Only two times before has the ratio of junk bond yields to high-grade bond yields been lower than it is now. Those two instances preceded the Asian market crisis, and the global financial crisis. Bloomberg’s Sid Verma and Cecile Gutscher report:
According to a key valuation metric, investors are headed for the kind of bullishness on high-yield bonds that’s been seen just twice before: during the halcyon days of 1997’s tech bubble before the Asia crash, and on the eve of the global financial crisis a decade later.
The ratio between U.S. junk-bond yields and their high-grade counterparts has reached levels that “hearken back to the high risk appetite days of October 1997 and June 2007,” CreditSights Inc. strategists Glenn Reynolds and Kevin Chun wrote in a note this week. That’s “not a great set of dates along the credit market timeline of overconfidence,” they noted.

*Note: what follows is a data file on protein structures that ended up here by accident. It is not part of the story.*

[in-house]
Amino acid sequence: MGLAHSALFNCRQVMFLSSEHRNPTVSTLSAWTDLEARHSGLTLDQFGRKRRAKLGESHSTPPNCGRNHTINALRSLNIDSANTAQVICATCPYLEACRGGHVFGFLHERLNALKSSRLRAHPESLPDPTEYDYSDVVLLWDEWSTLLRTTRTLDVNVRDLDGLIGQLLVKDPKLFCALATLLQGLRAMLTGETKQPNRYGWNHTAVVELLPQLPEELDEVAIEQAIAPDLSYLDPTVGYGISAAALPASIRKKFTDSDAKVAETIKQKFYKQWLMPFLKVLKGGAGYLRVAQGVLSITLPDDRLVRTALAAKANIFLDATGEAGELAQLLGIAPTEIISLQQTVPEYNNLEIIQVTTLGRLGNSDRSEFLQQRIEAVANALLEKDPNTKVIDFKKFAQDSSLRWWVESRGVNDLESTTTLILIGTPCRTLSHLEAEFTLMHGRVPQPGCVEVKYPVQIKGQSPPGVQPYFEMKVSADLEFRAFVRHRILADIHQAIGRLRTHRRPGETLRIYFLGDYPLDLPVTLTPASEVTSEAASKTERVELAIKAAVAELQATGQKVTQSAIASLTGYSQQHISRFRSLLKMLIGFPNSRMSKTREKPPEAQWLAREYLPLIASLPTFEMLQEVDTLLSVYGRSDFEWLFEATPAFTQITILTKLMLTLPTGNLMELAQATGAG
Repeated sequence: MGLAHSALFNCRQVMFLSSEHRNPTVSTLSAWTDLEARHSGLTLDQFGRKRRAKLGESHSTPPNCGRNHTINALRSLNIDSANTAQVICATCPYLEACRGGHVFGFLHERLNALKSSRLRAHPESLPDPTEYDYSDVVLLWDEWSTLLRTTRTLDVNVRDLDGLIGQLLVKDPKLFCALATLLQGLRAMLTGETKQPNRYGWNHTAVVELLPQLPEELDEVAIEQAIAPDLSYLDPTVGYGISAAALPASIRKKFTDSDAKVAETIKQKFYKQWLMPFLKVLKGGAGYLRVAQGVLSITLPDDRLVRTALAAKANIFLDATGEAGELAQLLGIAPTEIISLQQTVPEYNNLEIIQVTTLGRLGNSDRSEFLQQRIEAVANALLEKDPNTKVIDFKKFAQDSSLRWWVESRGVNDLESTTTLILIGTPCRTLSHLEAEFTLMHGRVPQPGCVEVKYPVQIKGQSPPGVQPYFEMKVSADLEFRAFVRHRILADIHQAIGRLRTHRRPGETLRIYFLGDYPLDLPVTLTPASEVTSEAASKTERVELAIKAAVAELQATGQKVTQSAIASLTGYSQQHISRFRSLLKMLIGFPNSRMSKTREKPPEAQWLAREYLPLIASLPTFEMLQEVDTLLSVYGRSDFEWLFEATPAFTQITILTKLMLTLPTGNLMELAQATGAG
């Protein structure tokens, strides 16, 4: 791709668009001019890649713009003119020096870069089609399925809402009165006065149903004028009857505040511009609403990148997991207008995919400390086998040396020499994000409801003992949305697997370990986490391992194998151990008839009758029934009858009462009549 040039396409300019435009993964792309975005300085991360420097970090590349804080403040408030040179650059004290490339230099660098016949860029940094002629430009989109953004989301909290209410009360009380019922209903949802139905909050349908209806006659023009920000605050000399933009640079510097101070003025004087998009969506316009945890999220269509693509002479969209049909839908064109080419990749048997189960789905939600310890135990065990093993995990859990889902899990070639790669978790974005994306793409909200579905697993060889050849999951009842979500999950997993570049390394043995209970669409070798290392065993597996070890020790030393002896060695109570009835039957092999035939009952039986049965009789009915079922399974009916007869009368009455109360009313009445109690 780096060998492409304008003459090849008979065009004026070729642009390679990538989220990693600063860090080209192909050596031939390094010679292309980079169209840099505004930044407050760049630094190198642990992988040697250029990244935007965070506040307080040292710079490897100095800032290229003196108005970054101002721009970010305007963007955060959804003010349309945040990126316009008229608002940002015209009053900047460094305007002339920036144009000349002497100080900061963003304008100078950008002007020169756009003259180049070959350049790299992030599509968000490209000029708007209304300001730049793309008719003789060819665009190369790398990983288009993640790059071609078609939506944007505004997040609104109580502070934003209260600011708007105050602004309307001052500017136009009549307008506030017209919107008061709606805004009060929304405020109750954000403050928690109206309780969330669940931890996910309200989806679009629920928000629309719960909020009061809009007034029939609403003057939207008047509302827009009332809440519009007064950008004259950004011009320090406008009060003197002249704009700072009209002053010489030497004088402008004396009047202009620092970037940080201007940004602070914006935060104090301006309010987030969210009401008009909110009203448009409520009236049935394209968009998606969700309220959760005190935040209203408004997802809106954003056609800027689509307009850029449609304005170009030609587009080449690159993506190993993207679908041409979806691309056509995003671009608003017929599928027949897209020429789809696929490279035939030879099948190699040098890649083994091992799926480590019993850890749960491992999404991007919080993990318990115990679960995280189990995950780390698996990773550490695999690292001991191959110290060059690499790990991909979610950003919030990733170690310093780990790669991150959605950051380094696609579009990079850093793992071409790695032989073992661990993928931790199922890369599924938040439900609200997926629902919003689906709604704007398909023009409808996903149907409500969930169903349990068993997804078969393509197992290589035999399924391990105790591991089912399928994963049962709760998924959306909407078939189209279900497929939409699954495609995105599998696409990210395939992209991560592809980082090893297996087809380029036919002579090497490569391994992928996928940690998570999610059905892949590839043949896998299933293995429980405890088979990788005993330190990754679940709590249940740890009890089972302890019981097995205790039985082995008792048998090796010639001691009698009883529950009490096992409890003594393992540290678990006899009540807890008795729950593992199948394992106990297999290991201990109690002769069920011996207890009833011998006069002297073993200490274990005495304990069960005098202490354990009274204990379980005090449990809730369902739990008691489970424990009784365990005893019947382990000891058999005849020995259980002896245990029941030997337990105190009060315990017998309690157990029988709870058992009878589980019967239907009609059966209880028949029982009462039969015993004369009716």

Read more here.
Jeremy Jones, CFA
Latest posts by Jeremy Jones, CFA (see all)
- The Richest Town in the U.S.A. - February 22, 2019
- Europe Takes Aim at America’s Big Tech Companies with Copyright Demands - February 21, 2019
- Surprise: Battery Powered Cars Don’t Work Well in Extreme Temperatures - February 20, 2019